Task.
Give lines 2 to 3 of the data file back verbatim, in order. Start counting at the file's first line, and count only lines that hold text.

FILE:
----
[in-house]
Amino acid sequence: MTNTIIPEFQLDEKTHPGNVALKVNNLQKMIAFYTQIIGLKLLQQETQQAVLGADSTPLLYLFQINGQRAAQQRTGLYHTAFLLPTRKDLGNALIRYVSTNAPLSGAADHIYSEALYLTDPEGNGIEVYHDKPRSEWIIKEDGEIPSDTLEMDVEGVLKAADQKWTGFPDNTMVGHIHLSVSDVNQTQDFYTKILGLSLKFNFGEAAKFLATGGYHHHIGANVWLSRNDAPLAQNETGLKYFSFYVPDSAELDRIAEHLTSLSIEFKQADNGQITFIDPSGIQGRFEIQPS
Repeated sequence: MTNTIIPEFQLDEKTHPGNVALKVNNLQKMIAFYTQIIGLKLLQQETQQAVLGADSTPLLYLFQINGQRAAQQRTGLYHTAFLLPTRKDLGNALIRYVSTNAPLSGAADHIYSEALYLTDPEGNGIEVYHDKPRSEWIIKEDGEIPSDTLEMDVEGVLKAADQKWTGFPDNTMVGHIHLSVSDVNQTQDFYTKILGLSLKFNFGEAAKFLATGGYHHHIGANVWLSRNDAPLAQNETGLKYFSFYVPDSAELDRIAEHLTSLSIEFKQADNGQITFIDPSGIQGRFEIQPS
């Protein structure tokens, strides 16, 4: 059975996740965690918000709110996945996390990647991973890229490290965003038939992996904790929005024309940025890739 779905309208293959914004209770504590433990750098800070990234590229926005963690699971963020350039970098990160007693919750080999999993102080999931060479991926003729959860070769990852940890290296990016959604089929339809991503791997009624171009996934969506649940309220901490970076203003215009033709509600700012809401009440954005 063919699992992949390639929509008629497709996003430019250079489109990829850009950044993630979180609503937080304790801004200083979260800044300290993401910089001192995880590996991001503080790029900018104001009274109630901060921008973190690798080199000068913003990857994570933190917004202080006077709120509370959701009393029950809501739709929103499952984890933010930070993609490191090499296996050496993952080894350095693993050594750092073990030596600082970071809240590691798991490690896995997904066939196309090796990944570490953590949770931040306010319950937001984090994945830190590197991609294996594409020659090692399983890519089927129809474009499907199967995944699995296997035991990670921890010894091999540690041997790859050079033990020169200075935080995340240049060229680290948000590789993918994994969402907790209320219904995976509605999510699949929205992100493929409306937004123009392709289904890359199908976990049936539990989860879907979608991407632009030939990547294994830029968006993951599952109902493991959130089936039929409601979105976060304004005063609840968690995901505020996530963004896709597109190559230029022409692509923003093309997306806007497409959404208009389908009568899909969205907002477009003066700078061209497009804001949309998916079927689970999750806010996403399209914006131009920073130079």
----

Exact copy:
Amino acid sequence: MTNTIIPEFQLDEKTHPGNVALKVNNLQKMIAFYTQIIGLKLLQQETQQAVLGADSTPLLYLFQINGQRAAQQRTGLYHTAFLLPTRKDLGNALIRYVSTNAPLSGAADHIYSEALYLTDPEGNGIEVYHDKPRSEWIIKEDGEIPSDTLEMDVEGVLKAADQKWTGFPDNTMVGHIHLSVSDVNQTQDFYTKILGLSLKFNFGEAAKFLATGGYHHHIGANVWLSRNDAPLAQNETGLKYFSFYVPDSAELDRIAEHLTSLSIEFKQADNGQITFIDPSGIQGRFEIQPS
Repeated sequence: MTNTIIPEFQLDEKTHPGNVALKVNNLQKMIAFYTQIIGLKLLQQETQQAVLGADSTPLLYLFQINGQRAAQQRTGLYHTAFLLPTRKDLGNALIRYVSTNAPLSGAADHIYSEALYLTDPEGNGIEVYHDKPRSEWIIKEDGEIPSDTLEMDVEGVLKAADQKWTGFPDNTMVGHIHLSVSDVNQTQDFYTKILGLSLKFNFGEAAKFLATGGYHHHIGANVWLSRNDAPLAQNETGLKYFSFYVPDSAELDRIAEHLTSLSIEFKQADNGQITFIDPSGIQGRFEIQPS